I am a graphic novel lover.  I’m not so much into the post-apocalyptic sci-fi vein, but the Y: The Last Man series is my favorite graphic novel series ever.  A young man named Yorick, and his male monkey Ampersand, are the only male animals left on earth after a mysterious plague.  They set off to find Yorick’s girlfriend.  Problems: they don’t know where she is, and being a man in this manless world is … complicated.  Stephen King calls it “the best graphic novel I’ve ever read,” if that matters.

10. The Popularity Papers by Amy Ignatow

This beautiful little book, styled like a note/sketchbook, is aimed at tween girls, and I wish I’d read it when I was one, but it just came out this year.  Lydia and Julie are not popular, but they have a plan to become popular, and this book is an illustrated log of their progress.  As you can imagine, their plan takes unexpected turns and even puts their friendship in jeopardy.  The two girls are enchanting, the pictures are delicious, and reading it made for an afternoon that I would have very much appreciated when I was twelve years old and unhappy with who I was.  Give it to a girl you know; it might change her forever, but at the very least, she’ll have a good time.

Why Children Shouldn’t Read

I love this excerpt, published in today’s Globe and Mail, from children’s author Susan Juby’s new memoir, Nice Recovery.  This book has gone straight to my list of “what to read next,” and it may be a contender for the reading list for next fall’s personal narrative course.  In it, Juby discusses her struggle, beginning at the age of 13, with alcoholism.  These paragraphs summarize her  experience with being a child reader, and resonate uncannily with my own.

…it may have been a mistake to use books as a guide to life.  This is because books misled me about a few things.  Thanks to warm-hearted stories like Anne of Green Gables, I expected to encounter kindred spirits on every corner, as well as gruff but caring old people…  Books hoodwinked me into believing a set of lies about what was and was not important in life.  In books…having a good vocabulary was crucially important.  When I went to school it turned out to be a serious liability.  In books a lack of concern about clothes and personal appearance showed solid character.  In school such unconcern spelled social disaster.  In books knowing a lot about a lot of things…was admirable and likely to be rewarded.  At school it pretty much guaranteed that everyone would think you were a show-off and a bore and would shun you.  In books people were mostly nice, and the ones who weren’t nice were easy to spot.  In school villains were everywhere and they were well disguised.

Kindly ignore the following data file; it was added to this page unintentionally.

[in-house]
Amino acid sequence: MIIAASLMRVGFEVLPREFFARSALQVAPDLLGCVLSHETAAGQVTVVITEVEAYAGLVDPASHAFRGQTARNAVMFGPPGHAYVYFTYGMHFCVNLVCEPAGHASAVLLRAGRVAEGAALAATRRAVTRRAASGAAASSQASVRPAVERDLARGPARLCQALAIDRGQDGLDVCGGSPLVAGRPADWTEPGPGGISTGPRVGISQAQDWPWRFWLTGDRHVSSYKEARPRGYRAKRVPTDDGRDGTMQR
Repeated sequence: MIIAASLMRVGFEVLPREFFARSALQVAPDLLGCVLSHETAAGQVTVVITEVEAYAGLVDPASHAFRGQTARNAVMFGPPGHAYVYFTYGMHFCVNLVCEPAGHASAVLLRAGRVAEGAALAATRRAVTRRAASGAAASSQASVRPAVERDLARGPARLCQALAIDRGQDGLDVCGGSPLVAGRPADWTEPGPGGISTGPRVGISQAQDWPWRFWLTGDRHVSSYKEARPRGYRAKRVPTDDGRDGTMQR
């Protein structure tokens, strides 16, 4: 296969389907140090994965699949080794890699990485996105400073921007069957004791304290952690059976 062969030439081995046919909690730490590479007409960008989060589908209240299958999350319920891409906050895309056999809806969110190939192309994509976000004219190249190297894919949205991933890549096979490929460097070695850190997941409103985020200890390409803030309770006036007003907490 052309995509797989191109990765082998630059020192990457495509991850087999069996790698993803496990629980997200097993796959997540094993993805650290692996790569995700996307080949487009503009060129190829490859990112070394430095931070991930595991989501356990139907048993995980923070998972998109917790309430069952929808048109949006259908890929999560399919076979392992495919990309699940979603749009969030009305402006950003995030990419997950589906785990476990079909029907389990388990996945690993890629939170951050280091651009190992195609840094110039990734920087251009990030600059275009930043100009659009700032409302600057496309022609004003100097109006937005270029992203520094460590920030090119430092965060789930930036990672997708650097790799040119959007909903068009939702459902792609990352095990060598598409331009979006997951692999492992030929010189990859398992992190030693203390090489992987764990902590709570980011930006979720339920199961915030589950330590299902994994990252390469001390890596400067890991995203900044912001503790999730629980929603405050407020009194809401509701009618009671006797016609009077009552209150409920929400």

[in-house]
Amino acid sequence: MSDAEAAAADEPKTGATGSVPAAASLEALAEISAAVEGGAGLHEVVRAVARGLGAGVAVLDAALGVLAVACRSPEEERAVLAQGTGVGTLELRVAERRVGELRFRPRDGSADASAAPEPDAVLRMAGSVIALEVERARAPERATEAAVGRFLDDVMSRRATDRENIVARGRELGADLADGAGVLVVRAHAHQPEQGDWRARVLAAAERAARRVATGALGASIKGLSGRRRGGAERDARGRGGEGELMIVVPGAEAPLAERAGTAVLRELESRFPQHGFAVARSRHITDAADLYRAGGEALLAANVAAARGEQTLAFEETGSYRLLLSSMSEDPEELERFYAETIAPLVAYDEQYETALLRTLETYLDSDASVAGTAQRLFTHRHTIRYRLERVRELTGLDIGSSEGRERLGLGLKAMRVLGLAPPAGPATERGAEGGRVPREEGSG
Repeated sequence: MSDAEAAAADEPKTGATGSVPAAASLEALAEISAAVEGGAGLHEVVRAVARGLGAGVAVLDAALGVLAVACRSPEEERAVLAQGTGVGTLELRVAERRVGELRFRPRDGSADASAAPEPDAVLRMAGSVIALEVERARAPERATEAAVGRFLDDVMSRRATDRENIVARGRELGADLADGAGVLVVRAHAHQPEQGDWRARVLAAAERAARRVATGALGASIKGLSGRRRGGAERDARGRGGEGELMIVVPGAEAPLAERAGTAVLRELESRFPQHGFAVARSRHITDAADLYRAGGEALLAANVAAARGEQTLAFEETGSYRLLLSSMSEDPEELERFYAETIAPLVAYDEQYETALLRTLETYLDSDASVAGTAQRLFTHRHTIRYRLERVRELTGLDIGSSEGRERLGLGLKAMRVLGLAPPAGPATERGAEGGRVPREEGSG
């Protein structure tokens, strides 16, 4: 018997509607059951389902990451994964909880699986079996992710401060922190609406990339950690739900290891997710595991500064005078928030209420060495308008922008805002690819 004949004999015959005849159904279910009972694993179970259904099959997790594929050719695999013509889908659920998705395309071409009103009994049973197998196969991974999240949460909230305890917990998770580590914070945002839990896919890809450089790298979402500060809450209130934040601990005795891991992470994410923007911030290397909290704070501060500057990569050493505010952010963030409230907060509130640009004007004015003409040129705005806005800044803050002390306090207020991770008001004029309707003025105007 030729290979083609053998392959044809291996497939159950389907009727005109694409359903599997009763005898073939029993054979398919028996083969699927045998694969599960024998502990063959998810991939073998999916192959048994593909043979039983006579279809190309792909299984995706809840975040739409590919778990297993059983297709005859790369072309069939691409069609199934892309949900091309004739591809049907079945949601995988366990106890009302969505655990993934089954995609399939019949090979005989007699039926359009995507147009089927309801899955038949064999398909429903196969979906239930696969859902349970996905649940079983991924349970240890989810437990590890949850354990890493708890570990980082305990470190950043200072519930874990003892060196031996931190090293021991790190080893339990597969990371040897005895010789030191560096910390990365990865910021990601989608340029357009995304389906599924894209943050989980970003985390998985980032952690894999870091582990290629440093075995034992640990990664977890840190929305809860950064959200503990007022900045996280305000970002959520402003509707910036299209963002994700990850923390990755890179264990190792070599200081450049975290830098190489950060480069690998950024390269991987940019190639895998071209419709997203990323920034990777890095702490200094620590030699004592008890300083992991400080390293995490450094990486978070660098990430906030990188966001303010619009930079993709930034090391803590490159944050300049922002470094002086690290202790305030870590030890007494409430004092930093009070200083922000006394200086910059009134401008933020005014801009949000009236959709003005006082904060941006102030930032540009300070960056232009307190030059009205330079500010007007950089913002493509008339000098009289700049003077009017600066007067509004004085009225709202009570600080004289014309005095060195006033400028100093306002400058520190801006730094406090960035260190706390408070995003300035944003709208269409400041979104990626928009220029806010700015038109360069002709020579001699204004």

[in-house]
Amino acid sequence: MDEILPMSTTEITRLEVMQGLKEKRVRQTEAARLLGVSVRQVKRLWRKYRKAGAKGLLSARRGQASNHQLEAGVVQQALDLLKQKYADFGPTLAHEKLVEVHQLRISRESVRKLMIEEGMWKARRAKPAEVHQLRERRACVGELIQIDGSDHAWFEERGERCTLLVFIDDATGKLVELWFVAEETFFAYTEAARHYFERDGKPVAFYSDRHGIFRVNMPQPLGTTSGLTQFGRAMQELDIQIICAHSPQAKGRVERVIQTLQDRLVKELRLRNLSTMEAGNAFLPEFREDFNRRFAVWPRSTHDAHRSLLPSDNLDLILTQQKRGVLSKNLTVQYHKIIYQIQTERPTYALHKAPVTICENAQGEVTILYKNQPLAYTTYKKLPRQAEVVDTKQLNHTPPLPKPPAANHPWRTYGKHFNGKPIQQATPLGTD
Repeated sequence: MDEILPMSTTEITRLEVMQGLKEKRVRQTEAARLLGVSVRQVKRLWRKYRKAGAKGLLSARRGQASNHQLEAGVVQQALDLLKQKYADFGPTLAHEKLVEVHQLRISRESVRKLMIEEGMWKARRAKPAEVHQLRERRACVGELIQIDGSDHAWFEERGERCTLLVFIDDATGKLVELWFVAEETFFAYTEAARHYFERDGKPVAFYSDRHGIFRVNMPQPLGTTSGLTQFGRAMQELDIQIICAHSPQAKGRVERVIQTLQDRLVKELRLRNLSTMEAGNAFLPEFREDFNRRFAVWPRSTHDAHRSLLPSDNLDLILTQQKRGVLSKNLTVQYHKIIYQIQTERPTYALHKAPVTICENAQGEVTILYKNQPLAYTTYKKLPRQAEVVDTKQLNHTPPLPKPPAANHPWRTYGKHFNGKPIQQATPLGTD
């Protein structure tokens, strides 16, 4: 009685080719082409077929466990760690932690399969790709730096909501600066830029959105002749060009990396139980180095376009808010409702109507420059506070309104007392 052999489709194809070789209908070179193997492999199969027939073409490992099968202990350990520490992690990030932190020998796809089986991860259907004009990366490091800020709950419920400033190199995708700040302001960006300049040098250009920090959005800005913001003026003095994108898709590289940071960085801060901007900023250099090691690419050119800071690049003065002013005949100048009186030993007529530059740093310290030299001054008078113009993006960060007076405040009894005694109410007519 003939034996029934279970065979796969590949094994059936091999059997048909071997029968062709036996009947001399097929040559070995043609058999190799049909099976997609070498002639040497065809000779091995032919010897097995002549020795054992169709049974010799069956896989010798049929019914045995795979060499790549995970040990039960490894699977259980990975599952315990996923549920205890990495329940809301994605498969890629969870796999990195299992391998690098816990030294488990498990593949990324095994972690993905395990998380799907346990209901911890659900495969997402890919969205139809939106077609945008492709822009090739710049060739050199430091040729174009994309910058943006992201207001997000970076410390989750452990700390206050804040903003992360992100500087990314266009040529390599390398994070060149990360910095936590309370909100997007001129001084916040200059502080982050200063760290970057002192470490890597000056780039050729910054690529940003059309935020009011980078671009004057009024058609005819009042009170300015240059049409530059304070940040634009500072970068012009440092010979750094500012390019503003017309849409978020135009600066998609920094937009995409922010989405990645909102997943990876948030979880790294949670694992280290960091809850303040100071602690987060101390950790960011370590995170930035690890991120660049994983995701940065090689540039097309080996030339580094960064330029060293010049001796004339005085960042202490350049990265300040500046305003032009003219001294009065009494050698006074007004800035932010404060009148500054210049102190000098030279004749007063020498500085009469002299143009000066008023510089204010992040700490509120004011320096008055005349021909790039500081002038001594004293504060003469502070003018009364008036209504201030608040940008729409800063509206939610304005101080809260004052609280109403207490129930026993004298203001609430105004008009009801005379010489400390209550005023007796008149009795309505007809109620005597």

In all this talk about why it is important for young people to read literature, this aspect – a very real one – is often overlooked, and I’ve been struggling to put words to it in order to introduce it into the conversation.  When you are young, being a reader can really mess up your relationship with the world around you.  Is it any wonder, then, that it’s difficult to convince people in their late teens that reading is a good way to spend their time?

Follow

Get every new post delivered to your Inbox.

Join 11,831 other followers